JERUSALEM—While Israeli gunboats patrol offshore to prevent rockets and other war-making materials from reaching the Gaza Strip, the major effort is being undertaken by customs and tax officials and intelligence units battling ingenious efforts by Hamas to use the daily delivery from Israel of commercial products to smuggle in weaponry in innocent guise.
In the past year, 20 tons of iron oxide, in cans with labels such as "paint powder", have been seized by Israeli authorities at the Kerem Shalom crossing, the sole crossing point for trucks into the Gaza Strip from Israel. This, say Israeli authorities, is enough for use in more than 20,000 rockets.
In the past, Hamas had little trouble smuggling in whatever it needed through tunnels from Egypt’s Sinai Peninsula, which abuts southern Gaza. The current Egyptian government, however, is attempting to cut off direct contacts between the Islamist regime in Gaza and jihadists in Sinai who have been battling the Cairo regime. For close to a year, the Egyptians have been bombing or flooding the extensive tunnel system from Sinai, severely curbing smuggling.
This has left Israel the sole route through which contraband material can be smuggled into Gaza in quantities to feed Hamas’ sophisticated arms-making workshops. For this effort, the Hamas military wing has organized its own brain trust, consisting of technicians and businessmen, who are permitted to bring in goods from Israel itself or from Israeli ports in hundreds of trucks every day through a single crossing at Kerem Shalom.
The Israeli counter-smuggling efforts have been led since the end of last year by the Shin Bet security service and it includes representatives from customs and other civilian agencies. A warehouse has been set up to store confiscated materials, including bullet-proof vests, boots, scuba diving equipment for frogmen, welding equipment, advanced cameras and generators. Much of the material is intended for use in rebuilding Hamas’ extensive tunnel system, which was severely damaged in last year’s war in the Gaza Strip, which lasted nearly two months.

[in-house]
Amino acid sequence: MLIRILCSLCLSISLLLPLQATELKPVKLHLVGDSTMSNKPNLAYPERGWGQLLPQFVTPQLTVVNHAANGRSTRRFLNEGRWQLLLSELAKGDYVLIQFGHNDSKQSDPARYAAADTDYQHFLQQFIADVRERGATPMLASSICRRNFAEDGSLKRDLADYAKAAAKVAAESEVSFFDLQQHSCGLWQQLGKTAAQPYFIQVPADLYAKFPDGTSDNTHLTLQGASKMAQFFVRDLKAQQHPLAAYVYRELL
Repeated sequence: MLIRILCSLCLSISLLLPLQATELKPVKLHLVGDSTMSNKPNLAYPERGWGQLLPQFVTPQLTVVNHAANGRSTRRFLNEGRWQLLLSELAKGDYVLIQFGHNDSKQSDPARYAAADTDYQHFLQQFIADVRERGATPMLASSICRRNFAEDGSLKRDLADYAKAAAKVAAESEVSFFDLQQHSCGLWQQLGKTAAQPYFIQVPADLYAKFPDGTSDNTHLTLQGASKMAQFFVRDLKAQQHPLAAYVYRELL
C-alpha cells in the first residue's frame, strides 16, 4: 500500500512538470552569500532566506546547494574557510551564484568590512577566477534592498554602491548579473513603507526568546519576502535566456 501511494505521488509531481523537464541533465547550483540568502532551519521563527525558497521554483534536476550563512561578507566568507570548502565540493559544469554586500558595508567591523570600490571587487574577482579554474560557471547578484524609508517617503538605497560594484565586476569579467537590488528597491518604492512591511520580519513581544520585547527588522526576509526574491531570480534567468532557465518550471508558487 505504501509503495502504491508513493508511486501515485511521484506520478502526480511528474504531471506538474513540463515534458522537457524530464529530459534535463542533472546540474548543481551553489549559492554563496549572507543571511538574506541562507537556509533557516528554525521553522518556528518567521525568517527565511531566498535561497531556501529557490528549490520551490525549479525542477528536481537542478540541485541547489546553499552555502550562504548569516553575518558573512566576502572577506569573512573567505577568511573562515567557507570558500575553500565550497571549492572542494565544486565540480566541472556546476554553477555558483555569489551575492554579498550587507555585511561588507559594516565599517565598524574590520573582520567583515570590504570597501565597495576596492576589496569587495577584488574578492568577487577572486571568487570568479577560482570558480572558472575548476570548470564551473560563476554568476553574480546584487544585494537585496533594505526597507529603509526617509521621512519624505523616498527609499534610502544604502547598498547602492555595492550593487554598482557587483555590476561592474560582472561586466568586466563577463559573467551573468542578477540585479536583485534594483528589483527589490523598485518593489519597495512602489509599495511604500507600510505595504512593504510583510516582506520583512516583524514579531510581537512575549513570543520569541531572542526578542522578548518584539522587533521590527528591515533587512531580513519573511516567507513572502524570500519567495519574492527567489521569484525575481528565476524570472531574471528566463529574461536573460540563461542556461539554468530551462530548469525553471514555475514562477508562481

The Shin Bet has thus far arrested 35 suspects on the Israeli side of the border, including West Bank Palestinians and Israelis—both Arabs and Jews. One Israeli Jew was charged with selling Hamas agents equipment that could be used in digging tunnels and manufacturing rockets. Confiscations are made either on the basis of searches at the crossing point or intelligence information.
Inspectors at the crossing noticed that a generator ordered from Gaza had an unusually large gas tank. Dismantling it, they discovered a small dismantled tractor intended for use in digging tunnels. It had no motor but that was found disguised as a small generator. A thinner ordered from a West Bank firm was discovered to be a liquid used in the production of rocket fuel. The firm was shut down but opened shortly afterwards in a different part of the West Bank. Dismantled drones, intended to take surveillance photos inside Israel, were found hidden inside air conditioners. One vigilant inspector was struck by the odd appearance of a block of marble. He was able to pry it open and found welding equipment.
Every truck arriving at the crossing must unload its merchandise and every item is carefully examined before being reloaded onto trucks from Gaza. New X-ray machines have been installed and the number of inspectors increased since the beginning of the year by 40 percent.
Despite all these precautions, Israeli officials presume that some contraband gets through. Nevertheless, Hamas’ war-making ability has been considerably constricted, they say, without a shot being fired.
Published under: Israel